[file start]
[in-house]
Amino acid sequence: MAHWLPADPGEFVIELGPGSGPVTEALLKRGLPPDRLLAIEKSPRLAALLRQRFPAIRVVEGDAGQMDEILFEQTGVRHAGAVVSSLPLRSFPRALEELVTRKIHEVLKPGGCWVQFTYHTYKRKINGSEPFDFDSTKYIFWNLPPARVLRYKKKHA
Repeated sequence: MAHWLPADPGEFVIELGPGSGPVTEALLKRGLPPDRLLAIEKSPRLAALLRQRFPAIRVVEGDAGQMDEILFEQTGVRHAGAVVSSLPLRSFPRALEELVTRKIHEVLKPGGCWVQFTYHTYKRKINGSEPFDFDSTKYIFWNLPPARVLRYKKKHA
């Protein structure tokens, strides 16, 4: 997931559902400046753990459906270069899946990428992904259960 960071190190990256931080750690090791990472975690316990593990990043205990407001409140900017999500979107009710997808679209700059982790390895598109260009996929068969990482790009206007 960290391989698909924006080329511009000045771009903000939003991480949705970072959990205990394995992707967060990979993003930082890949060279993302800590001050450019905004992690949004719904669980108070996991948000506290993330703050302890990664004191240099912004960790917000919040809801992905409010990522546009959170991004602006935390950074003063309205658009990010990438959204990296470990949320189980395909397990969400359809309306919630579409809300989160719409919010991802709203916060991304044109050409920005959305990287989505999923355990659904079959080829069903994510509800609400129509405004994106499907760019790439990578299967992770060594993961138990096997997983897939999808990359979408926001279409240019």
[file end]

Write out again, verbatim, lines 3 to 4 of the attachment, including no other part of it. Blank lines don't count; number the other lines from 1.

Repeated sequence: MAHWLPADPGEFVIELGPGSGPVTEALLKRGLPPDRLLAIEKSPRLAALLRQRFPAIRVVEGDAGQMDEILFEQTGVRHAGAVVSSLPLRSFPRALEELVTRKIHEVLKPGGCWVQFTYHTYKRKINGSEPFDFDSTKYIFWNLPPARVLRYKKKHA
């Protein structure tokens, strides 16, 4: 997931559902400046753990459906270069899946990428992904259960 960071190190990256931080750690090791990472975690316990593990990043205990407001409140900017999500979107009710997808679209700059982790390895598109260009996929068969990482790009206007 960290391989698909924006080329511009000045771009903000939003991480949705970072959990205990394995992707967060990979993003930082890949060279993302800590001050450019905004992690949004719904669980108070996991948000506290993330703050302890990664004191240099912004960790917000919040809801992905409010990522546009959170991004602006935390950074003063309205658009990010990438959204990296470990949320189980395909397990969400359809309306919630579409809300989160719409919010991802709203916060991304044109050409920005959305990287989505999923355990659904079959080829069903994510509800609400129509405004994106499907760019790439990578299967992770060594993961138990096997997983897939999808990359979408926001279409240019």